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Jet Engine Installed on NASA’s X-59 QueSST Quiet Supersonic Aircraft

NASA’s X-59 Quiet SuperSonic Technology aircraft, or QueSST, is designed to fly faster than the speed of sound without producing a loud, disruptive sonic boom, which is typically heard on the ground below aircraft flying at such speeds. Instead, with the X-59, people on the ground will hear nothing more than a quiet sonic thump – if they hear anything at all. Credit: NASA / Joey Ponthieux

NASAEstablished in 1958, the National Aeronautics and Space Administration (NASA) is an independent agency of the United States Federal Government that succeeded the National Advisory Committee for Aeronautics (NACA). It is responsible for the civilian space program, as well as aeronautics and aerospace research. Its vision is "To discover and expand knowledge for the benefit of humanity." Its core values are "safety, integrity, teamwork, excellence, and inclusion."” data-gt-translate-attributes=”[{“attribute”:”data-cmtooltip”, “format”:”html”}]”>NASA’s quiet supersonic X-59 aircraft now has the jet engine that will power it in flight.

Earlier this month, at Lockheed Martin’s Skunk Works facility in Palmdale, California, the F414-GE-100 engine was installed. This marks a major milestone as the X-59 approaches the completion of its assembly.

The F414-GE-100 engine from General Electric Aviation measures 13-foot-long and packs 22,000 pounds of propulsion energy and will power the X-59 as it flies at speeds up to Mach 1.4 and altitudes around 55,000 feet.

Jet Engine Installed in NASA’s Quiet Supersonic X-59 Aircraft

A GE Aviation F414-GE-100 engine is installed in NASA’s quiet supersonic X-59 aircraft, at Lockheed Martin’s Skunk Works facility in Palmdale, California. The 13-foot-long engine packs 22,000 pounds of propulsion energy and will power the X-59 to speeds up to Mach 1.4. Installation of the engine marks a major milestone as the X-59 nears assembly completion, taxi tests, and first flight. Credit: NASA/Carla Thomas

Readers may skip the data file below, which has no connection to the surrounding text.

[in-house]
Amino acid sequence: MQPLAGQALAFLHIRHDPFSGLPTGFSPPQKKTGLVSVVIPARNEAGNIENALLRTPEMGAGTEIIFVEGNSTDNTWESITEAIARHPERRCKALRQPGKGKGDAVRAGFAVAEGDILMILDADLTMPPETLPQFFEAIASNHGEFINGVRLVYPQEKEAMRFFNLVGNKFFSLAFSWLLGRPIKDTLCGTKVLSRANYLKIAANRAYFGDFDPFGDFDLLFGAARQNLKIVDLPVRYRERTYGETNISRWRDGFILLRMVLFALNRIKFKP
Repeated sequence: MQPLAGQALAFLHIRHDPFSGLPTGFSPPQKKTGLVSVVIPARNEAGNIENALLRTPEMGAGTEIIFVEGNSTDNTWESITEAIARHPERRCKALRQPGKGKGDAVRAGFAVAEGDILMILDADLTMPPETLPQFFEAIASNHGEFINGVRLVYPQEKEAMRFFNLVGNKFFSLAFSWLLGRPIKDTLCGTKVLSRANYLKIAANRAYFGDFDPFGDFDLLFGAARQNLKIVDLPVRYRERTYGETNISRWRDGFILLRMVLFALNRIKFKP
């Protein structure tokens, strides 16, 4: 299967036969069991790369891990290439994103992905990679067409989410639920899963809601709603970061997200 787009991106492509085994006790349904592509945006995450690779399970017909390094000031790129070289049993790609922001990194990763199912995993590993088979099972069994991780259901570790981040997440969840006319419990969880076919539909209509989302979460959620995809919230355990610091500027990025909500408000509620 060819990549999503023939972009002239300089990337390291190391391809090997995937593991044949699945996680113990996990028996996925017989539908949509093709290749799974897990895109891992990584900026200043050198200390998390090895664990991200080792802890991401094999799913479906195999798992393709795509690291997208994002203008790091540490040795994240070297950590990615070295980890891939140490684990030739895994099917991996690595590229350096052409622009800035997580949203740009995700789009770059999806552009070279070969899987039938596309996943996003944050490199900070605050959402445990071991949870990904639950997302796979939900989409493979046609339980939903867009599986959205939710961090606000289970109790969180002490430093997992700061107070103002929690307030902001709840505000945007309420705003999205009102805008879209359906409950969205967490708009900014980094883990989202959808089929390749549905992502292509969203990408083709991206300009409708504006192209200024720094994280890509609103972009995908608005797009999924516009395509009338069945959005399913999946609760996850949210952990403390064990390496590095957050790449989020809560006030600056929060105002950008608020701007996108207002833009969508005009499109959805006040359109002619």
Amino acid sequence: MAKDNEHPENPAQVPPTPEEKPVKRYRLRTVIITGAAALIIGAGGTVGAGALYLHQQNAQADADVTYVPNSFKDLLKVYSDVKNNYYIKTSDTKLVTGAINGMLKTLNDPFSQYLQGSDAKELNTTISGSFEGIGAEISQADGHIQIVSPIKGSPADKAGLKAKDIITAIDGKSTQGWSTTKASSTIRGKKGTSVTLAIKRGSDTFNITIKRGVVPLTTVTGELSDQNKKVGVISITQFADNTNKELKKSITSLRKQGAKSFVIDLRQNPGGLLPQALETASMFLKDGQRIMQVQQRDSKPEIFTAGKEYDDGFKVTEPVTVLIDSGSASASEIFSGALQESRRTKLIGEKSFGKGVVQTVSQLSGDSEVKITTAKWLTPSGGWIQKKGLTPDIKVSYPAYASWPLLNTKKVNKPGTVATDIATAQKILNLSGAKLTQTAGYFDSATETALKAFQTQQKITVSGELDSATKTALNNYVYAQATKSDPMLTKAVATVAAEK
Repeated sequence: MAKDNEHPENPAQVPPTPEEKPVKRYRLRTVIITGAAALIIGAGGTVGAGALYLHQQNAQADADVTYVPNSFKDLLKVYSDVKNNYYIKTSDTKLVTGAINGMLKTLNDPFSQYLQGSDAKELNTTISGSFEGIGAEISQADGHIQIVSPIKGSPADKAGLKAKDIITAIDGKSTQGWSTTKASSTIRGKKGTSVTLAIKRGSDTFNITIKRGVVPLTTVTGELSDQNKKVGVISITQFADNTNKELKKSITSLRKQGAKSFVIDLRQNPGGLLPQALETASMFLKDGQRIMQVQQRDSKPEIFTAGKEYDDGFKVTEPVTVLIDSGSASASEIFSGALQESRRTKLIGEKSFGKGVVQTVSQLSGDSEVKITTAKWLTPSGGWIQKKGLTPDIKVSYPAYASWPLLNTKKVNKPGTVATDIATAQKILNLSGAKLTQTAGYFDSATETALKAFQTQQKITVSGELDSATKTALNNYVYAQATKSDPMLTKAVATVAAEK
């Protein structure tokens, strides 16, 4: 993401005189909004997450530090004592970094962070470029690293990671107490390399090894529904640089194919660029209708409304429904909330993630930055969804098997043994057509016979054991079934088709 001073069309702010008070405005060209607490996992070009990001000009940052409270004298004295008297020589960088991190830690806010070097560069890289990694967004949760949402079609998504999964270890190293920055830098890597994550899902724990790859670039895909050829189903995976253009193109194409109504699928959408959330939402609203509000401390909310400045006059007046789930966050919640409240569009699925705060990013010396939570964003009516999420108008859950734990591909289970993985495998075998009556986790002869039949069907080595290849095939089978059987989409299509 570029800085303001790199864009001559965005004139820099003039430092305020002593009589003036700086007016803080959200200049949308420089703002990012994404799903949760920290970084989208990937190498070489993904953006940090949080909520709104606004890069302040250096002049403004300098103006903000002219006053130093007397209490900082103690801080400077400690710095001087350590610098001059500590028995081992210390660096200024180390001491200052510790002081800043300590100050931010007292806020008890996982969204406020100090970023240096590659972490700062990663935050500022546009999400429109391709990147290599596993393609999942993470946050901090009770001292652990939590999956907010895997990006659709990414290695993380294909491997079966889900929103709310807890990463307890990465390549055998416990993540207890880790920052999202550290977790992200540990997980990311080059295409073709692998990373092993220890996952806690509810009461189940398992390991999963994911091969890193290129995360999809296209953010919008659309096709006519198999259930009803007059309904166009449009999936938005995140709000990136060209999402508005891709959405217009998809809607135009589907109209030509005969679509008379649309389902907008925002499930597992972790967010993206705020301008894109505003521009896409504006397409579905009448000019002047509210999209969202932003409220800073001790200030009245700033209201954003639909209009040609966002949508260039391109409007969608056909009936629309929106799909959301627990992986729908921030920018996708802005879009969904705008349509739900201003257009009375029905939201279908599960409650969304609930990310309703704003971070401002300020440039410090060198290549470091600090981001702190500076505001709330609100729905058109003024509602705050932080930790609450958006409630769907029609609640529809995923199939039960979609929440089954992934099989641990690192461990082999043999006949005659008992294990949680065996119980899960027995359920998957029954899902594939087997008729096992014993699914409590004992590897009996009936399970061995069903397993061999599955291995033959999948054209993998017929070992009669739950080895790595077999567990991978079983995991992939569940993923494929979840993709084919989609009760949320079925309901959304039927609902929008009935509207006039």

“The engine installation is the culmination of years of design and planning by the NASA, Lockheed Martin, and General Electric Aviation teams,” said Ray Castner, NASA’s propulsion performance lead for the X-59. “I am both impressed with and proud of this combined team that’s spent the past few months developing the key procedures, which allowed for a smooth installation.”


The X-59 team will follow the aircraft’s assembly with a series of ground tests and ultimately, first flight in 2023.

NASA’s X-59 is the centerpiece of the agency’s Quesst mission. The aircraft is designed to reduce the sound of sonic booms, which occur when an aircraft flies at supersonic speeds, to a quiet sonic “thump.” This will be demonstrated when NASA flies the X-59 over communities around the U.S. starting in 2025, with the goal of providing the data necessary to open the future to commercial supersonic flight over land, greatly reducing flight times.

Source: SciTechDaily